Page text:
(..and what on earth are those people doing in that
Some very simple counter-weight trebuchet
This is definitely not intended to be an in-depth study of the
counter-weight trebuchet (you can find people on the web who can give you
the heavy-duty mathematics.. see the Virtual
Hurling page for some links).
Instead, it is a simple look at
a few points that would-be trebuchet builders are likely to encounter
Much of this info is derived from models. Many people will tell
you that trebuchets don't scale up from models very well. This is
certainly true about some proportions (like
the size of the weight bucket), the material strengths and the ranges
you can expect to achieve - but the basic mechanics remain the
Let's get started and look at what
happens after you've put on your helmet, moved well off to the side of the
trebuchet and pulled the rope tied to the trigger mechanism...
This diagram shows a
trebuchet shortly after the trigger has been released. The shot is in the sling
and is beginning to slide backwards along a launch trough. The trough is put
there to guide the sling and prevent it from getting caught up in the
trebuchet's framework. In the early part of the launch all the shot's motion is
horizontal and this speed will contribute to the rate at which the sling is
going to be whipped around the end of the treb's beam later. The trebuchet is
designed so that the beam is pulled down as nearly vertical as is practical.
This gives two benefits: 1. the weight has the longest distance to fall this way
and 2. the first movement of the beam gives the most horizontal pull to the
sling. The sling has to be picked up by the beam, so it can't be too long. (You
wouldn't want the treb to be standing with its beam in the air and the shot
still in the trough) Generally, this means a sling length something less than
the beam's throwing arm length, although some medieval illustrations show longer
Here the trebuchet beam has
rotated and of course the end holding the sling has risen. The shot has been
pulled down the trough and is now speeding backwards, but it has also been
lifted up and clear.
Now, any weight which is tied by a length of rope to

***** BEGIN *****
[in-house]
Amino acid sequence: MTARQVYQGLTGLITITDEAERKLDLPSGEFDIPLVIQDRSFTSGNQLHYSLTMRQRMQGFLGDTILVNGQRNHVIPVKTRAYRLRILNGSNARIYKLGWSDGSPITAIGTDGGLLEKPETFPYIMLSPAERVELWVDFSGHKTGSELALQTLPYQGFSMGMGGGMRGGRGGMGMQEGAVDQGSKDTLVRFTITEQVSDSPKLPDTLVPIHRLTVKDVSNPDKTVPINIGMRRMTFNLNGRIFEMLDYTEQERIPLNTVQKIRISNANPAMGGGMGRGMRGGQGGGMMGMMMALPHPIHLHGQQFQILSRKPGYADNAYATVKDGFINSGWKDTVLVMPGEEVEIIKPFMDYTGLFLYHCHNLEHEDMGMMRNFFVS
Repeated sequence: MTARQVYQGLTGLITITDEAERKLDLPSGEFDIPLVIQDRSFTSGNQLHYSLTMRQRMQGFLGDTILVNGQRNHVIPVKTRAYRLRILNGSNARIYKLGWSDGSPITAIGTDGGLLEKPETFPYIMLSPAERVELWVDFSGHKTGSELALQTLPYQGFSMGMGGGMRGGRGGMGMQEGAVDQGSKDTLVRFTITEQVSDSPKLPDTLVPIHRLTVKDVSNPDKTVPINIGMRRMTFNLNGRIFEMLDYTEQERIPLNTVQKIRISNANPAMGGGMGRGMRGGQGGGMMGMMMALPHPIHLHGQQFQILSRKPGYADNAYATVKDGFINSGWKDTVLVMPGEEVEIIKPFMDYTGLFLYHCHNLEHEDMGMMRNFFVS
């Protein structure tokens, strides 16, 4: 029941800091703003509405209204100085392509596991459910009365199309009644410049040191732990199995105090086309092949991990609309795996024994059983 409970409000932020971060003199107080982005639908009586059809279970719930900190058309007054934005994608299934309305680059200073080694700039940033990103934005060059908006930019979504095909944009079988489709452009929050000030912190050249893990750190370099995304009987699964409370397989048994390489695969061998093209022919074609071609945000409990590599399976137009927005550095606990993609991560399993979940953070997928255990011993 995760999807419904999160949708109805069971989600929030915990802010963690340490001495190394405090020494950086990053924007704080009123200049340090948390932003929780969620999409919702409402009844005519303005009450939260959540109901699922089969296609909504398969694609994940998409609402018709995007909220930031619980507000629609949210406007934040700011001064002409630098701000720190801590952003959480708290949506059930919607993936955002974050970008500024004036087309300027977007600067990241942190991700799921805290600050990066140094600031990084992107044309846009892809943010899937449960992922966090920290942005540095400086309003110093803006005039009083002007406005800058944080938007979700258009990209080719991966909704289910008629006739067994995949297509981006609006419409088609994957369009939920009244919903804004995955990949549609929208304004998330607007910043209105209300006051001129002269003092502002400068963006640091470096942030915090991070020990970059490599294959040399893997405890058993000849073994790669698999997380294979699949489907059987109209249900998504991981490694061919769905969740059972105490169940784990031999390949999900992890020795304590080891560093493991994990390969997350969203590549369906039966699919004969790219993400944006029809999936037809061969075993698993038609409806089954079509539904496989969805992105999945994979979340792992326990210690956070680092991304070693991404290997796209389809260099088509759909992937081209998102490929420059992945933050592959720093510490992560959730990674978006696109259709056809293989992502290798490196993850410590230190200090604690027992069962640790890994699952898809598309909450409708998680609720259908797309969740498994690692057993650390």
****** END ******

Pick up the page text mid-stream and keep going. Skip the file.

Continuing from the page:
the end of a rotating beam is going to swing out - the so-called centrifugal
force (okay, it's actually just inertia in action, but you get the picture). Our
shot's motion has this effect plus the speed it has already acquired. The result
is that the sling will rotate around the end of the beam.
If your trebuchet's release
mechanism is the usual ring over a prong or hook, it is going to release the
sling as soon as the angle between the sling ropes and the arm is straight
enough for the ring to slip off the prong.
You can adjust when the sling releases in a number of ways:
By setting the angle of the prong - a more hooked prong will hold
the sling loop longer than a straighter one.
ie a prong less hooked or in line with beam = earlier release = higher
... a prong more hooked or forward-pointing = later release =
By changing the length of the cords that hold the sling pouch..
If the sling is rotating around the end of the beam slowly, the beam will
have time to swing through a bigger arc before the sling catches up to it. If
the sling is rotating quickly, the release angle will happen earlier.
shorter sling will rotate faster than a long sling.
ie short sling cords =
fast sling rotation = earlier release = higher trajectory
... long sling
cords = slow sling rotation = later release = flatter trajectory
By choosing the size of your shot..
Another thing that influences when a sling releases is the force on it - a
heavier projectile tends to pull the loop off the prong earlier than a lighter
ie heavy projectile = earlier release = higher trajectory
.. light projectile = later release = flatter trajectory
Finally, the follow-through ... A
bit disappointing, really. It's not as much as you might imagine.
If you had
the weight fixed rigidly to the end of your treb's beam (like Huw Kennedy's huge
piano and car throwing beast in Britain) you would have a simple pendulum and it
might well oscillate majestically until it eventually came to a stop. The design
shown in figures 1 to 4 uses a free-swinging weight and the interfering motions
pull up the beam in a series of jerks and starts.
(Note that this is more
noticible in a small model than a large machine.)